New disclosures about Stacey Abrams’ personal finances reveal that the Georgia gubernatorial candidate’s finances in some ways aren’t different from many Black womens,’ despite a seven-figure net worth.
Abrams, a Democrat, and the two Republicans battling in the GOP primary for Georgia governor all filed financial disclosures this week in accordance with state law. Although she’s not doing too bad–reporting a $3.17 million net worth and $6.5 million in income over the last three years, according to the Atlanta Journal-Constitution–Abrams has also been candid about financial issues, ranging from a five-figure tax bill to tying up much of her wealth in her parents’ home.
From the AJC
What caught attention was her disclosure that she owed the Internal Revenue Service roughly $54,000 over a two-year span, a revelation that ignited attacks from the GOP. She repaid the debt in 2019, closing off a potential weakness ahead of another run for governor.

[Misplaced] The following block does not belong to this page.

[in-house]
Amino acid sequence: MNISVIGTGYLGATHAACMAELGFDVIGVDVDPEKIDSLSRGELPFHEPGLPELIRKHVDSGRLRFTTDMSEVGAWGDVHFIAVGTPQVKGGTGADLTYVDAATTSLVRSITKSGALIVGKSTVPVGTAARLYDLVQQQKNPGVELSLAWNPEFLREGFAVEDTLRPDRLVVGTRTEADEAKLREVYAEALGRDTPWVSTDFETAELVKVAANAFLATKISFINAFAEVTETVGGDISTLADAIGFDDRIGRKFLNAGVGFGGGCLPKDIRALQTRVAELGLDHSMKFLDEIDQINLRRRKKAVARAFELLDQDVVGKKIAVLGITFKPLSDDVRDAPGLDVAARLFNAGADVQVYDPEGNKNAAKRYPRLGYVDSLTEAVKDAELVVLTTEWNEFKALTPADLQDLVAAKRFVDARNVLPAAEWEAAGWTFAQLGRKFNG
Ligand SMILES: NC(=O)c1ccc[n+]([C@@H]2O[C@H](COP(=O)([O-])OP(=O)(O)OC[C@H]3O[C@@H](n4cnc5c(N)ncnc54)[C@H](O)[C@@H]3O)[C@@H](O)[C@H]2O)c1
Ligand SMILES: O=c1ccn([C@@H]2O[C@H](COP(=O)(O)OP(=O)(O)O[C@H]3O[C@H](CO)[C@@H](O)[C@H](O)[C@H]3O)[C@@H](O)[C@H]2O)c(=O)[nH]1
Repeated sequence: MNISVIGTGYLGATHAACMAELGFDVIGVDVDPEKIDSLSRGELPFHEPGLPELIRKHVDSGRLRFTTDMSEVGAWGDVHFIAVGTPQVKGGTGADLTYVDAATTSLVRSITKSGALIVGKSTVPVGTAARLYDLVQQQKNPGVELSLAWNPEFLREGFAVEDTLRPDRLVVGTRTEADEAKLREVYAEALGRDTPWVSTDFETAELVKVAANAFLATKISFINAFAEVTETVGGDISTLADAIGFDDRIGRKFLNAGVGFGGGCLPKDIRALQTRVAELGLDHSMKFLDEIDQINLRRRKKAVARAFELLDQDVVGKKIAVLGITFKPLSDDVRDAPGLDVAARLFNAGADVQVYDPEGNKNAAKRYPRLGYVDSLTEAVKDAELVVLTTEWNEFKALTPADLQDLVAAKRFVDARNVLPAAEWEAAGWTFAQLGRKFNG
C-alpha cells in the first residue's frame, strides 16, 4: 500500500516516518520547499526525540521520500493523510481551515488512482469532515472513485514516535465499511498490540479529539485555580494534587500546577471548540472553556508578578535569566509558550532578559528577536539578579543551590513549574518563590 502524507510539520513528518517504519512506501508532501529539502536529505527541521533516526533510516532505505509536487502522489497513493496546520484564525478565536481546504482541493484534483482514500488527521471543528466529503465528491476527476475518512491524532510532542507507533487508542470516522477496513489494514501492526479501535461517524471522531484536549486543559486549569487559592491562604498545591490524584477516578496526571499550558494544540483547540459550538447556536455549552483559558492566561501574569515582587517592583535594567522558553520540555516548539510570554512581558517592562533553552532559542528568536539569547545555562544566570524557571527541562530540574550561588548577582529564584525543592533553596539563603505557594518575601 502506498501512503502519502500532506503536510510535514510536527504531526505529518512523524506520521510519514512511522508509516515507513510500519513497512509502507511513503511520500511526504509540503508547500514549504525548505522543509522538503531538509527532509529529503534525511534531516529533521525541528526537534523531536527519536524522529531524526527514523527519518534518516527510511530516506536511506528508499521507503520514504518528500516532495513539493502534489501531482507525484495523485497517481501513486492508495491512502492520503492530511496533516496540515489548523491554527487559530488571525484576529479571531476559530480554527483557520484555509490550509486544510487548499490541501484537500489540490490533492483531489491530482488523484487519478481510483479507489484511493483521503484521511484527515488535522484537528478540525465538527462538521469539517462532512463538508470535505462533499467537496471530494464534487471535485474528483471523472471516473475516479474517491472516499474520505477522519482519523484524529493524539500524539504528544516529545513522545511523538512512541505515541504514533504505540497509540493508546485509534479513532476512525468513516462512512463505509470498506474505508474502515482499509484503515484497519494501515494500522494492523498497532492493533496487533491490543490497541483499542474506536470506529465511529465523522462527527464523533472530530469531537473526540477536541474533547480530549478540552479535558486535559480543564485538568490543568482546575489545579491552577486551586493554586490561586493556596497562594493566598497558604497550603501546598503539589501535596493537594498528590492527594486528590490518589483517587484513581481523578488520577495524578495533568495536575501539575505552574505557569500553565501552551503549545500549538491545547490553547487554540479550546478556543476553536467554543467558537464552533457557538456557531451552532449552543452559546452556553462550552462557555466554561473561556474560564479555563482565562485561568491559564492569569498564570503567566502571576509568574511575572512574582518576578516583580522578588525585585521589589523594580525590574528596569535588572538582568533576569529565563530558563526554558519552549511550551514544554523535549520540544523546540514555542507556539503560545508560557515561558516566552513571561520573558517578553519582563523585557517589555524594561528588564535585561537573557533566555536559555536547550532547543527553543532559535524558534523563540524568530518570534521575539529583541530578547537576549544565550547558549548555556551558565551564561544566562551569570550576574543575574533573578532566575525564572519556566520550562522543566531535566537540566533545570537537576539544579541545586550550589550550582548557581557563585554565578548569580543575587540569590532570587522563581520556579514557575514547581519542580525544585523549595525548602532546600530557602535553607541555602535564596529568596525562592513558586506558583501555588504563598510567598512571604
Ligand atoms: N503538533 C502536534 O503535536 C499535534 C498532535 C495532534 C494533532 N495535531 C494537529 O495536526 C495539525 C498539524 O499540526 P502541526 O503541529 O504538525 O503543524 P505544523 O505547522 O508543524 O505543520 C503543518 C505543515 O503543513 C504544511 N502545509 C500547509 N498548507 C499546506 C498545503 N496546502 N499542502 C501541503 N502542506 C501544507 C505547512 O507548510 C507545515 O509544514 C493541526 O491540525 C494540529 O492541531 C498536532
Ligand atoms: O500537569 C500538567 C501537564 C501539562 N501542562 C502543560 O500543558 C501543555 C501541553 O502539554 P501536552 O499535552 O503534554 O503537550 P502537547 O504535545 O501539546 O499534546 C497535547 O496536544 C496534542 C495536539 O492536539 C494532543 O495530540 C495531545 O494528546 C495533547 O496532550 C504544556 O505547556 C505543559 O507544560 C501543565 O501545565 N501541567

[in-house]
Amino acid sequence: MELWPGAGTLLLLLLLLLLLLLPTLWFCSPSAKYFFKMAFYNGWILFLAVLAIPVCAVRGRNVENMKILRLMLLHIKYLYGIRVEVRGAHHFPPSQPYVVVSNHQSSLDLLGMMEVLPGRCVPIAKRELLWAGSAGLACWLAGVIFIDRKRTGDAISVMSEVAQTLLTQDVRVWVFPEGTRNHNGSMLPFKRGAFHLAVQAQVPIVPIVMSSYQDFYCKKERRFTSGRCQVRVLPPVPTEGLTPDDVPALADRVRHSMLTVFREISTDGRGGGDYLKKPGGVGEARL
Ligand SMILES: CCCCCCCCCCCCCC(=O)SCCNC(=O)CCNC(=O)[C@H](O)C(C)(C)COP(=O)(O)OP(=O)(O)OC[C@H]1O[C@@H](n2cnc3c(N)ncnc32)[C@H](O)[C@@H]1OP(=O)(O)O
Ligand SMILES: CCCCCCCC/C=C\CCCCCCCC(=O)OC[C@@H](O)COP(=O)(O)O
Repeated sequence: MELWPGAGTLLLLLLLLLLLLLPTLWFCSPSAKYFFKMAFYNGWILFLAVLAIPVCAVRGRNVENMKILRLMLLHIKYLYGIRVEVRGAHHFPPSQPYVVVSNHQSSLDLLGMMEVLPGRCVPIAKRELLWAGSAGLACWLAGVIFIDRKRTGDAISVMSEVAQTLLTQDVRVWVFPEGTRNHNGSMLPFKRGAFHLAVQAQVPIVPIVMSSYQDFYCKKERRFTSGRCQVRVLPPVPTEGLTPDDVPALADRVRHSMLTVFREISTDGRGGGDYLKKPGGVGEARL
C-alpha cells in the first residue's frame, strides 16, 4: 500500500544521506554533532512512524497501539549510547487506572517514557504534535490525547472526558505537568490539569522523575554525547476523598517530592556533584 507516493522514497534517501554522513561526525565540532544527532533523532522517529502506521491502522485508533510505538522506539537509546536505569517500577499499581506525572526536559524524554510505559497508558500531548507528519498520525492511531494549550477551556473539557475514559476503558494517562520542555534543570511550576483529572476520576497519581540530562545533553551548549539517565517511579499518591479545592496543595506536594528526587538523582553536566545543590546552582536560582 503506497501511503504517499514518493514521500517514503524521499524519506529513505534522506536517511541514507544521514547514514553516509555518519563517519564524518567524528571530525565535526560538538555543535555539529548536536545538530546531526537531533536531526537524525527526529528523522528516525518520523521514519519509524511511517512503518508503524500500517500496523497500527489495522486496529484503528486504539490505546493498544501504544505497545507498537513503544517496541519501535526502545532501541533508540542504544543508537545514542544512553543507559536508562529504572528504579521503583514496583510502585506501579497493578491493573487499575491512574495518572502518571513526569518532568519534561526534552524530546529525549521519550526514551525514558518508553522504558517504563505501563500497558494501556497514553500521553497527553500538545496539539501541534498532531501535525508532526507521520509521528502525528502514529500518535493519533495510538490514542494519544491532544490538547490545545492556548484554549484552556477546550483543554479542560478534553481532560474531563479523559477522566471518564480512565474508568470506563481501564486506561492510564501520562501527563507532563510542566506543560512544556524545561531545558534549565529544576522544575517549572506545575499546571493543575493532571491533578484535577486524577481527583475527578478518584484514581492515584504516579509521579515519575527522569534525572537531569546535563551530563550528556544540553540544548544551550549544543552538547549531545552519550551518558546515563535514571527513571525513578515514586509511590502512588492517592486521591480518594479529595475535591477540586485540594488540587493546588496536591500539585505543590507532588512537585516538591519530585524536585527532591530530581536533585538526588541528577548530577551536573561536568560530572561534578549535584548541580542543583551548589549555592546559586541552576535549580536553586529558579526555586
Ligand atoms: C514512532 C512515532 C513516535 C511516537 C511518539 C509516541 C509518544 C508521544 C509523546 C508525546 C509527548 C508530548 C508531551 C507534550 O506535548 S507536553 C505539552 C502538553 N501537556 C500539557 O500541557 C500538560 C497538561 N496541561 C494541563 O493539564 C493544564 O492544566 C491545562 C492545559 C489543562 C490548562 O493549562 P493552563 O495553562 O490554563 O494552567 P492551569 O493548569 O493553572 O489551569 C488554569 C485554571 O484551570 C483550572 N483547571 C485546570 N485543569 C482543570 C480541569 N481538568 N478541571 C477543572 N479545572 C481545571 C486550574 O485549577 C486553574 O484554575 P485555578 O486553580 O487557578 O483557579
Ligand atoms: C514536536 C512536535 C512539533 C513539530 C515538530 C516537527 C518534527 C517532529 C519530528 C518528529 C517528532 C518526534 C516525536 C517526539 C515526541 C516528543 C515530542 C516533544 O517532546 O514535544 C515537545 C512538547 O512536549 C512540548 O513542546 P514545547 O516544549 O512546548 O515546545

Rather than downplaying the topic in 2018, Abrams took the unusual step of speaking openly about her financial struggles on the campaign trail. While she said deferring the tax payments in 2015 and 2016 to help pay her family’s medical expenses wasn’t the “smartest move,” it gave her flexibility to support them.
In her most recent financial disclosure, Abrams reported roughly $320,000 in cash on hand and $1.8 million worth of real estate holdings, most of it a home she bought days before the general election in 2020 that’s valued at $1.2 million. A second home she bought, in Stone Mountain, is for her parents, Abrams’ campaign said.
Save for the high net worth, it sounds a lot like many other Black women, who, even with high earnings, often face challenges associated with helping family members.
The median wealth of Black women under age 35 is only $101; that jumps to $40,760 by age 55, according to a study by the Brookings Institution. Data from the Kaiser Family Foundation shows that helping family members financially is a major factor that siphons income and erodes Black women’s ability to grown their wealth.
Abrams’ financial disclosure reveals another parallel with the financial lives of Black women. It is the wealth gap between Abrams and her white, male opponents. While Abrams net worth far outpaces the median for Black women, it is eclipsed by that of incumbent Gov. Brian Kemp ($8.6 million) and former U.S. Sen. David Purdue ($50 million).
Nationally, unmarried white men under 35 have median wealth 224.2 times that of similarly situated Black women; by age 55, the gap closes to a multiple of about six. Abrams is 48; Kemp is 58 and Purdue is 72.